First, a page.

My advice? Stop watching television. I mean that sincerely! Not watching TV will liberate so much time, it will become virtually impossible not to become a deeper person and a better Christian.
He then of course speaks to the importance of reading Scripture:
You must remember this: You can never have a Christian without reading the Scriptures regularly because you cannot be profoundly influenced by that which you do not know. If you are filled with God’s Word, your life can then be informed and directed by God — your domestic relationships, your child-rearing, your career, your ethical decisions, your interior moral life. The way to a Christian mind is through God’s Word!
Again, we must be careful not to create a Bible-reading legalism – “good Christians read the Bible through once a year.” The Bible nowhere demands this. Some simply cannot read well, or fast, and speed reading is not the answer….
He then discusses the importance of reading good Christian literature. He quotes the Jewish radio talk show host Dennis Prager on this:
One thing I noticed about Evangelicals is that they do not read. They do not read the Bible, they do not read the great Christian thinkers, they have never heard of Aquinas. If they’re Presbyterian, they’ve never read the founders of Presbyterianism. I do not understand that. As a Jew, that’s confusing to me. The commandment of study is so deep in Judaism that we immerse ourselves in study. God gave us a brain, aren’t we to use it in His service? When I walk into an Evangelical Christian’s home and see a total of 30 books, most of them best-sellers, I do not understand. I have bookcases of Christian books, and I am a Jew. Why do I have more Christian books than 98 percent of the Christians in America? This is bizarre to me.
Hughes goes on to say:
It is bizarre – especially when a commitment to Christ is a commitment to believe in things that go far beyond the surface of life. Sadly, the bulk of the non-reading Christian public are men, who buy only 25 percent of all Christian books. Men, to deny ourselves the wealth of the accumulated saints of the centuries is to consciously embrace spiritual anorexia. Great Christian writing will magnify, dramatize, and illuminate life-giving wonders for us. Others have walked the paths we so want to tread. They have chronicled the pitfalls and posted warnings along the way. They have also given us descriptions of spiritual delights which will draw us onward and upward.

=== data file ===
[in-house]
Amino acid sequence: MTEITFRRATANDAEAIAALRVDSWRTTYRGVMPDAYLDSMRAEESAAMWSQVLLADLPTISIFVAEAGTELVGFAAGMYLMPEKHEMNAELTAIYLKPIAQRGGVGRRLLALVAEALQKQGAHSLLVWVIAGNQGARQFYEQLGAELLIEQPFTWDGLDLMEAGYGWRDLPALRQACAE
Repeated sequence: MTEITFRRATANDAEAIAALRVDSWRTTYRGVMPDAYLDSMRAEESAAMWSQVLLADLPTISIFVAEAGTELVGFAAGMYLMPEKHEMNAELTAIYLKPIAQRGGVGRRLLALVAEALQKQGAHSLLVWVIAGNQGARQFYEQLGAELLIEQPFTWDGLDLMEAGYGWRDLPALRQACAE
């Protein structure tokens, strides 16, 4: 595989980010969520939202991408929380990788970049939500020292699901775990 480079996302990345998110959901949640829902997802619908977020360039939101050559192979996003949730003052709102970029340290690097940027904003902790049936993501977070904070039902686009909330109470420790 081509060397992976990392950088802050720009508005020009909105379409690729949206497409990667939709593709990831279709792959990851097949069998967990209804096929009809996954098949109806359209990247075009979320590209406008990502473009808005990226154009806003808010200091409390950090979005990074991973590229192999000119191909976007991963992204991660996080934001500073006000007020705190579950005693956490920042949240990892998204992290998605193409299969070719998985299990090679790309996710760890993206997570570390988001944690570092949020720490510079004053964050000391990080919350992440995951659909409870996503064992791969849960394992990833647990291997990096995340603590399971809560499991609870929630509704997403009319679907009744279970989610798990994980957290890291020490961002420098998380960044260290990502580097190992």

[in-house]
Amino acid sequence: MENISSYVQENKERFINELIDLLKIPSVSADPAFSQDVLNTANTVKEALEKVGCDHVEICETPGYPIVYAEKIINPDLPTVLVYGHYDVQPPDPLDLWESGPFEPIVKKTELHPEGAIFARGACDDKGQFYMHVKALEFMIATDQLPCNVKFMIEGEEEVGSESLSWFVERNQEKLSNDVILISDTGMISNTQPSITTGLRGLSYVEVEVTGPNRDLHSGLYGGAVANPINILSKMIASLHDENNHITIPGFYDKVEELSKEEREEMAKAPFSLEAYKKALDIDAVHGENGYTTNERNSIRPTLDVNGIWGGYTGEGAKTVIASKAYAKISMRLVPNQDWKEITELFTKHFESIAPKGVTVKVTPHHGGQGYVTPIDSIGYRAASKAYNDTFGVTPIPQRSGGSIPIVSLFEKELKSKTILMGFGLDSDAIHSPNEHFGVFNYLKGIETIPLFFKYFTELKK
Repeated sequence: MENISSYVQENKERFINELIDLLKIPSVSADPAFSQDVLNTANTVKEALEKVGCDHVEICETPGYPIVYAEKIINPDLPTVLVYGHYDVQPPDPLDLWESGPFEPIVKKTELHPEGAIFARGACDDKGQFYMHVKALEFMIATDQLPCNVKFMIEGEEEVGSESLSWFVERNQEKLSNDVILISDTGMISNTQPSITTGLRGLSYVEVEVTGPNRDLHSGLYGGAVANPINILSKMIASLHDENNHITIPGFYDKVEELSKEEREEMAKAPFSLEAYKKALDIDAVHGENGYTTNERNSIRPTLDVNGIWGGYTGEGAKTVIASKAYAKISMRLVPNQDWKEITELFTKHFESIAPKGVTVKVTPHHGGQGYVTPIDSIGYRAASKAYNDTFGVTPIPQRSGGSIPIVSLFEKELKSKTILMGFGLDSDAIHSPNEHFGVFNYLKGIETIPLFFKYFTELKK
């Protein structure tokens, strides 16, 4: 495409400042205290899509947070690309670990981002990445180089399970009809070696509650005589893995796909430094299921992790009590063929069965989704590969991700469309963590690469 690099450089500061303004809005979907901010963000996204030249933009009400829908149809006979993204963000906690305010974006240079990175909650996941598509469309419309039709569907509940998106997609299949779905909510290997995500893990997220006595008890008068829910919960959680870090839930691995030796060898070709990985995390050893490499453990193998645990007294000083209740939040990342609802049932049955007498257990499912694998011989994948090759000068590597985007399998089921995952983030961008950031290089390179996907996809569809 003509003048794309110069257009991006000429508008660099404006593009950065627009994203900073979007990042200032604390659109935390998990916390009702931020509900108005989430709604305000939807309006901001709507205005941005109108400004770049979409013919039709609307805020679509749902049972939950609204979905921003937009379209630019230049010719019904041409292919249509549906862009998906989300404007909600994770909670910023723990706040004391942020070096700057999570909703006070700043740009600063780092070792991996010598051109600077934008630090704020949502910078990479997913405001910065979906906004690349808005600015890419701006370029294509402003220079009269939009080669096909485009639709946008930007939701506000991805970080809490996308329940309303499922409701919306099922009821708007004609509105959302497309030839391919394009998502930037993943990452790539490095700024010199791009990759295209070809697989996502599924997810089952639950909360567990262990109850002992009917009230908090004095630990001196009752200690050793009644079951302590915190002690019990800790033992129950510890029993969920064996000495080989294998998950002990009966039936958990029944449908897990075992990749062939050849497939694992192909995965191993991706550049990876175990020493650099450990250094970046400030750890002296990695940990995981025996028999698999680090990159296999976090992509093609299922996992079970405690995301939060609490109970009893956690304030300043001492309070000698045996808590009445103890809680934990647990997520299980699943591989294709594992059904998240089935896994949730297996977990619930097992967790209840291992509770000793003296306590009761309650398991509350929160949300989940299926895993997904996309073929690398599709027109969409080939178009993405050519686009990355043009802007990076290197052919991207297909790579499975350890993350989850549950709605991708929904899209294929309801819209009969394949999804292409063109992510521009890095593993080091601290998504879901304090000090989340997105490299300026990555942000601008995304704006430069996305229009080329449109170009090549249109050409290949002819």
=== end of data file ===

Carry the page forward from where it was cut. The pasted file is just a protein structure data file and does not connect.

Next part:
What amazing instruments reside in the three or four pounds between our ears, instruments with greater capacity than a thousand busy New York City switch boards. The mind is greater than all the computers put together, for it can possess the mind of Christ and think God’s thoughts after Him, wear His heart, and do His works. What an eternal tragedy it is, then, to have this mind and have it redeemed, yet not have a Christian mind.
We must protect our minds. We must refuse to allow our culture’s media to write our program. We must say no to the wastelands that invade our homes.
And we must make a conscious effort to submit to the Divine Programmer through reading His Word. There has got to be some holy sweat. “… train yourself to be godly. For physical training is of some value, but godliness has value for all things, holding promise for both the present life and the life to come” (1 Timothy 4:7-8). Prayerfully commit yourself to reading and studying God’s Word. Further, read the great works of those who have gone before you. Prayerfully make your commitments now.
This is all very wise advice indeed. Leaders are readers. And it is not just men who should be readers, but women as well. It is never too late to start on a journey of reading. If that has not been true of you up to this point, I encourage all of you to begin today.
As Paul said in 1 Timothy 4:13, “give attendance to reading”. And as stated in 2 Timothy 2:15, “Study to show yourself approved unto God”. Or as he said in 2 Timothy 4:13 “Please bring with you … the books, especially the manuscripts.”